|The effects of climate change and its impact on bees is widely discussed, but there is a culprit which is impacting the entire insect population: light pollution.|
Light pollution is caused by artificial light, mostly during the evenings. It can affect hunting patterns, migration patterns, and even obscure mating signals in some insects. It might not seem like a huge cause of the decline of insect populations; but when coupled with chemical pollution, loss of habitats, and a changing climate, it is affecting both diurnal and nocturnal species of insects across the world.
It is estimated that light pollution now affects an entire quarter of the surface of land across the globe. A few hundred years ago, the impact of lighting wasn’t affecting insects to the degree we are seeing now. Today, some insect populations have declined to the extent of population collapse in Puerto Rico and Germany—and some researchers have said that we are witness to the “insect apocalypse.”
For insects relying on the light levels at night to guide their biological rhythms, an increase in light at night can thoroughly dysregulate their mating habits. This threatens the balance of species vs. invasive species in the earth’s ecosystem. The most common example of artificial light impacting insects can be seen in moths who are so attracted to porch lights or car headlights that they die from constantly circling them, but there are many others. Some of these insects include beetles, fruit flies, crickets and even worms. Even some parasitic wasps are so highly tuned into light that the detection of artificial light can make the wasps blind to their prey.
Insects also rely on light concentrations to find food, which drives insects who avoid lighted areas away from heavily light-polluted regions when looking for food. Driving away insects from foraging for food in certain areas, disrupting biological rhythms such as mating and development, and lights that cause an early demise of insects also points to an increase in insect predation. Predatory creatures (such as spiders, bats, lizards, rats, etc.) know to hunt and trap insects around light sources. This increase in predation can cause extinction of insect species that are affected by light pollution at a much faster rate than would have occurred without the detrimental effect of light pollution.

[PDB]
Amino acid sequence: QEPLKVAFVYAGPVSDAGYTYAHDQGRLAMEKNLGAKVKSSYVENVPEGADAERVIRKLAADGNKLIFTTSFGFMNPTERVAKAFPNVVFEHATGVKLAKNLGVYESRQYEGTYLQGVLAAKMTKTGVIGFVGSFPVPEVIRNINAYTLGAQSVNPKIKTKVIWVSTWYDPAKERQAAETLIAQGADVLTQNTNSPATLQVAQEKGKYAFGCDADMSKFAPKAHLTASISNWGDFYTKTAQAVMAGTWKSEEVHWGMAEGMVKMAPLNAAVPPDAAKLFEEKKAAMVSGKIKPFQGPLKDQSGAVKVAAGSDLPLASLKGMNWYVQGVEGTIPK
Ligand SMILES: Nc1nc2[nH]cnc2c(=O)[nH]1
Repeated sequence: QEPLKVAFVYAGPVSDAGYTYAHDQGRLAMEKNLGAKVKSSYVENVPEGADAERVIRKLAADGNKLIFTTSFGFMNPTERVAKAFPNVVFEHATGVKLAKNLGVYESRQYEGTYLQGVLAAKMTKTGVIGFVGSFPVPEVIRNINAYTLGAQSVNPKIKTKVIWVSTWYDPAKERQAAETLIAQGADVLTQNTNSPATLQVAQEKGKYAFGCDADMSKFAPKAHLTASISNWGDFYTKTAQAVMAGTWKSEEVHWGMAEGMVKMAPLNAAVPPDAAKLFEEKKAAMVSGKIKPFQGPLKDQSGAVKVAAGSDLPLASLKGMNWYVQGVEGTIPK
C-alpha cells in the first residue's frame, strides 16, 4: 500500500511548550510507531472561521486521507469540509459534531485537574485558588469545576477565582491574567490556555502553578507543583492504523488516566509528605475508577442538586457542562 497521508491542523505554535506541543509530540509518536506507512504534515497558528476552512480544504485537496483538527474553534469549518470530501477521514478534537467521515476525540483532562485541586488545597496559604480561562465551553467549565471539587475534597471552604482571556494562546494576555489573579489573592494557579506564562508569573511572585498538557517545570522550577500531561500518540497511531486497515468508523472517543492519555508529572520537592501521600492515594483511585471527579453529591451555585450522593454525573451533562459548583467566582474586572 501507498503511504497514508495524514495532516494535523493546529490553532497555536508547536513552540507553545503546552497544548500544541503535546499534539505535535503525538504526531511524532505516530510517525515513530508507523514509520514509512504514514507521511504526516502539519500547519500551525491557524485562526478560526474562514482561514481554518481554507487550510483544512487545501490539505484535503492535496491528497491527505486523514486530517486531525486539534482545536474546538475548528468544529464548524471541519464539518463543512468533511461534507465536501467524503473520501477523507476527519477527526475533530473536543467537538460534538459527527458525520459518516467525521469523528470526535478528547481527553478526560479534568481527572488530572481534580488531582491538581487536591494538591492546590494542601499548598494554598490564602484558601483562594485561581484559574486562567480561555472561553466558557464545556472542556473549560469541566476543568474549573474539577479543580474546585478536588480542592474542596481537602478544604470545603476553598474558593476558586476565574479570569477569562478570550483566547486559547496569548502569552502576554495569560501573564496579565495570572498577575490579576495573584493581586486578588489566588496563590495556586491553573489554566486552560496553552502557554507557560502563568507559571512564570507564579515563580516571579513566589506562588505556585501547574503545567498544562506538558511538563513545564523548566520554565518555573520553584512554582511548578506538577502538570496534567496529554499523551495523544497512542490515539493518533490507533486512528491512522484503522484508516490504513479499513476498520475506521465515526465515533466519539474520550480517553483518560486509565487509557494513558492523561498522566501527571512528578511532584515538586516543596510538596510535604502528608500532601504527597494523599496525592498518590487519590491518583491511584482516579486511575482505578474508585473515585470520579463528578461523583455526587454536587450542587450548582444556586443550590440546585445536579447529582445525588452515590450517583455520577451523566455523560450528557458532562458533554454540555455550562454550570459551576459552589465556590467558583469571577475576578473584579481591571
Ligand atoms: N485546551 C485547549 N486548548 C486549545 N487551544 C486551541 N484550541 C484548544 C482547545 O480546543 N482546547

There are some easy solutions to combatting light pollution, and it involves just turning lights off when not necessary. Some solutions include motion-activated lights and providing light only in the areas it is needed through the use of shades. Other wise choices would be to use LED lights (which can reduce the effects of light pollution because they don’t flicker as much) and trying to avoid the use of blue-white lights (they disrupt day/night rhythms). Some supporters believe that a governmental light-reduction would be a wise choice–but since many people are so unaware of this environmental phenomenon, it’s unlikely to gain any traction in the near future.
Until then, keep planting for the bees, and reduce your light impact when possible for the rest of the bugs.
1. Owens, Avalon C.S., et al. “Light Pollution Is a Driver of Insect Declines.” Biological Conservation, 16 Nov. 2019, doi:doi.org/10.1016/j.biocon.2019.108259.
Not Just the Bees: Light Pollution & What You Can Do
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